Tether Corporation is not printing USDT for the purpose of inflating Bitcoin's price, even though it often has that effect (as explained in Friday's blog). Its original purpose was to simplify exiting positions and to facilitate transfers to/from exchanges that don’t have fiat on-boarding. But tether's purpose changed completely when it became the de-facto cryptocurrency for leverage trading on futures, notably on Binance USDT perpetuals, which account for most of the crypto futures volume this year.
Tether originally stated that each USDT token was backed 1-1 with USD, to give the impression that 1 USDT is worth 1 USD, but the backing actually serves little practical purpose. Instead the "peg" to the USD is maintained by arbitrage traders scalping cents.
Even though the market knows Tether has very few fiat reserves, this arbitrage activity is what maintains tether's USD value in a suspiciously steady fashion. As soon as the value of USDT drops a fraction of a cent below 1 USD, HFT algorithms push it back up, and vice versa. This article explains the various arbitrage mechanisms (however, the author's explanation says currency is actually transferred between exchanges, whereas in reality, professional tether scalpers run multiple USD and USDT accounts on every tether exchange).
The arbitrageurs are probably Tether themselves and associates that have vested interest in keeping the peg (more on this below). If it were truly a free market we would see larger swings in the value of USDT as the market loses faith in it, especially around big news events where their fraud is exposed.
Back to my broken record.... it is not only that Tether is fraud, but also that Binance is a scam. I am not alone in believing that the entire crypto market is in a massive leverage bubble entirely due to the unscrupulous activities of both these players. Just look at this comment from one of my website followers: "I have access to 50X leverage in my Binance account. Others have more. Some exchanges offer up to 200X. I could deposit $100,000 into my Binance account, use 50X leverage, and have an open position that contains 5m USDT tokens. We regularly see 1bn USDT prints from Tether and everyone wonders where they are getting the money from, but the truth is that - using 50X leverage - traders collectively would only need to deposit $20m into Binance to get access to 1bn USDT tokens."
If you've been reading my previous blogs you'll understand that Binance orders these USDT tokens as some kind of over-collateralised loan deal, on which Tether gets high interest, while Binance profits by taking the real fiat money from traders who lose their leveraged futures bets.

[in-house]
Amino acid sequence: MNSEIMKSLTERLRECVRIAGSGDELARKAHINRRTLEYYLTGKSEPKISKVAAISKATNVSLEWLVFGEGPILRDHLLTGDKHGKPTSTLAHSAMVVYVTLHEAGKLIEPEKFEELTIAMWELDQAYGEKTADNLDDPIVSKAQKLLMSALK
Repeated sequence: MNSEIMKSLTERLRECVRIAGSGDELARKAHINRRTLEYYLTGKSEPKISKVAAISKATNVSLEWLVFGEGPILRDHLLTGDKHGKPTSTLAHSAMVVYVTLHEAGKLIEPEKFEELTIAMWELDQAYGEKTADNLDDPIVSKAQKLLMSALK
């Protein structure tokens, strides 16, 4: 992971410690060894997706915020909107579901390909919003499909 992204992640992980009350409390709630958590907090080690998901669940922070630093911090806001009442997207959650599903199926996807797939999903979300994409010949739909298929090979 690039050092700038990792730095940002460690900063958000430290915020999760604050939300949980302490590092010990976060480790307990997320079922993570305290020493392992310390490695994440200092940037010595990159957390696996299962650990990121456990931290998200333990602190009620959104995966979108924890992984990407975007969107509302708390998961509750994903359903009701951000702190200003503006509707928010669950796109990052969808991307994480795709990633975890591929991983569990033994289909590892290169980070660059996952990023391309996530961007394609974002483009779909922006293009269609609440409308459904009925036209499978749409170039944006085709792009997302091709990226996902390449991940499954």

Although Binance launched their futures platform in September 2019 the mobile app only became available in December 2019. At that time Binance reported that "On average, over 60 percent of traders on Binance Futures trade at a leverage of 20X or higher. Users trading at 125X leverage account for 21 percent of total traders, on both desktop and mobile." A few months later, Tether's market cap began to sky rocket (see below). There is no doubt in my mind that the increase in Tether's market cap is a result of the growing popularity of leveraged futures trading, especially on Binance.
In a year that has seen so many Tether exposés tether's lowest price was $0.9918, less than 1 cent below the dollar. But not because traders actually believe that 1 USDT is worth 1 USD, it is because Tether themselves (and probably others with a vested interest in maining the peg, such as Binance) are arbitrage scalping. No ordinary trader would have felt comfortable arbitrage scalping USDT after the NYAG report was released.
Tether is largely unbacked -- their alleged commercial paper is not even worth the paper it's written on -- and the Tether-Binance axis is fuelling a massive leverage bubble which is inflating the value of all crypto assets. When the bubble collapses, maybe even next year, the fall-out for the institutions that are herding into bitcoin like there is no tomorrow might precipitate a financial crisis even worse than the banking crisis of 2008-9.
Carol Alexander, 14 November 2021